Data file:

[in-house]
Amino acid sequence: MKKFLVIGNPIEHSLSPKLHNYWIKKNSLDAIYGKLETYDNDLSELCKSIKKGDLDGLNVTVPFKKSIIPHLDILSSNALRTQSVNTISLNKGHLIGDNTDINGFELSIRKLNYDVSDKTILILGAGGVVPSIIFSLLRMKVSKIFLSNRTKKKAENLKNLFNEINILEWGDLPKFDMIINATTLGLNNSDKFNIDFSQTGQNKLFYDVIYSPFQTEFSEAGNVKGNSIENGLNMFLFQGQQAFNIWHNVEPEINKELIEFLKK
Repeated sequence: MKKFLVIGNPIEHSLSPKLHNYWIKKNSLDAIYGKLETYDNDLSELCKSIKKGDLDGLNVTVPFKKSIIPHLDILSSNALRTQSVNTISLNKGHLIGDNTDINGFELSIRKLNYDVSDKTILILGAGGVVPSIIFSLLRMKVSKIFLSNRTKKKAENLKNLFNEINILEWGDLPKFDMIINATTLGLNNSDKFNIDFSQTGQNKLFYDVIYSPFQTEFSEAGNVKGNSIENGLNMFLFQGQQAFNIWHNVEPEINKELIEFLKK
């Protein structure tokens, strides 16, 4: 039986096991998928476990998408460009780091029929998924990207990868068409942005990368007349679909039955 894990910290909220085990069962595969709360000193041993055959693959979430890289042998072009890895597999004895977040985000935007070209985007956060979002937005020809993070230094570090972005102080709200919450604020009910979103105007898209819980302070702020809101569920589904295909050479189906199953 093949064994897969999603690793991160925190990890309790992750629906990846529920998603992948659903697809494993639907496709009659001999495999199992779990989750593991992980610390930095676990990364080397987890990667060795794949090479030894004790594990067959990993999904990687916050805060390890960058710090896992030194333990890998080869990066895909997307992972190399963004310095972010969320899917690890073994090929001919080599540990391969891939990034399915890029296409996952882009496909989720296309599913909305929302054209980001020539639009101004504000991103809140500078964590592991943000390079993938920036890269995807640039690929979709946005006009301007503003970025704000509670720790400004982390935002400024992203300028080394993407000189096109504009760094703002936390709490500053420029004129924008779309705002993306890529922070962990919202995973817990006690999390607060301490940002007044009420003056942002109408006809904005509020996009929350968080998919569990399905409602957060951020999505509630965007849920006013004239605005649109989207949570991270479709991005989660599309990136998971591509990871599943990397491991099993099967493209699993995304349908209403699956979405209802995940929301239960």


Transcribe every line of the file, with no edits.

[in-house]
Amino acid sequence: MKKFLVIGNPIEHSLSPKLHNYWIKKNSLDAIYGKLETYDNDLSELCKSIKKGDLDGLNVTVPFKKSIIPHLDILSSNALRTQSVNTISLNKGHLIGDNTDINGFELSIRKLNYDVSDKTILILGAGGVVPSIIFSLLRMKVSKIFLSNRTKKKAENLKNLFNEINILEWGDLPKFDMIINATTLGLNNSDKFNIDFSQTGQNKLFYDVIYSPFQTEFSEAGNVKGNSIENGLNMFLFQGQQAFNIWHNVEPEINKELIEFLKK
Repeated sequence: MKKFLVIGNPIEHSLSPKLHNYWIKKNSLDAIYGKLETYDNDLSELCKSIKKGDLDGLNVTVPFKKSIIPHLDILSSNALRTQSVNTISLNKGHLIGDNTDINGFELSIRKLNYDVSDKTILILGAGGVVPSIIFSLLRMKVSKIFLSNRTKKKAENLKNLFNEINILEWGDLPKFDMIINATTLGLNNSDKFNIDFSQTGQNKLFYDVIYSPFQTEFSEAGNVKGNSIENGLNMFLFQGQQAFNIWHNVEPEINKELIEFLKK
């Protein structure tokens, strides 16, 4: 039986096991998928476990998408460009780091029929998924990207990868068409942005990368007349679909039955 894990910290909220085990069962595969709360000193041993055959693959979430890289042998072009890895597999004895977040985000935007070209985007956060979002937005020809993070230094570090972005102080709200919450604020009910979103105007898209819980302070702020809101569920589904295909050479189906199953 093949064994897969999603690793991160925190990890309790992750629906990846529920998603992948659903697809494993639907496709009659001999495999199992779990989750593991992980610390930095676990990364080397987890990667060795794949090479030894004790594990067959990993999904990687916050805060390890960058710090896992030194333990890998080869990066895909997307992972190399963004310095972010969320899917690890073994090929001919080599540990391969891939990034399915890029296409996952882009496909989720296309599913909305929302054209980001020539639009101004504000991103809140500078964590592991943000390079993938920036890269995807640039690929979709946005006009301007503003970025704000509670720790400004982390935002400024992203300028080394993407000189096109504009760094703002936390709490500053420029004129924008779309705002993306890529922070962990919202995973817990006690999390607060301490940002007044009420003056942002109408006809904005509020996009929350968080998919569990399905409602957060951020999505509630965007849920006013004239605005649109989207949570991270479709991005989660599309990136998971591509990871599943990397491991099993099967493209699993995304349908209403699956979405209802995940929301239960």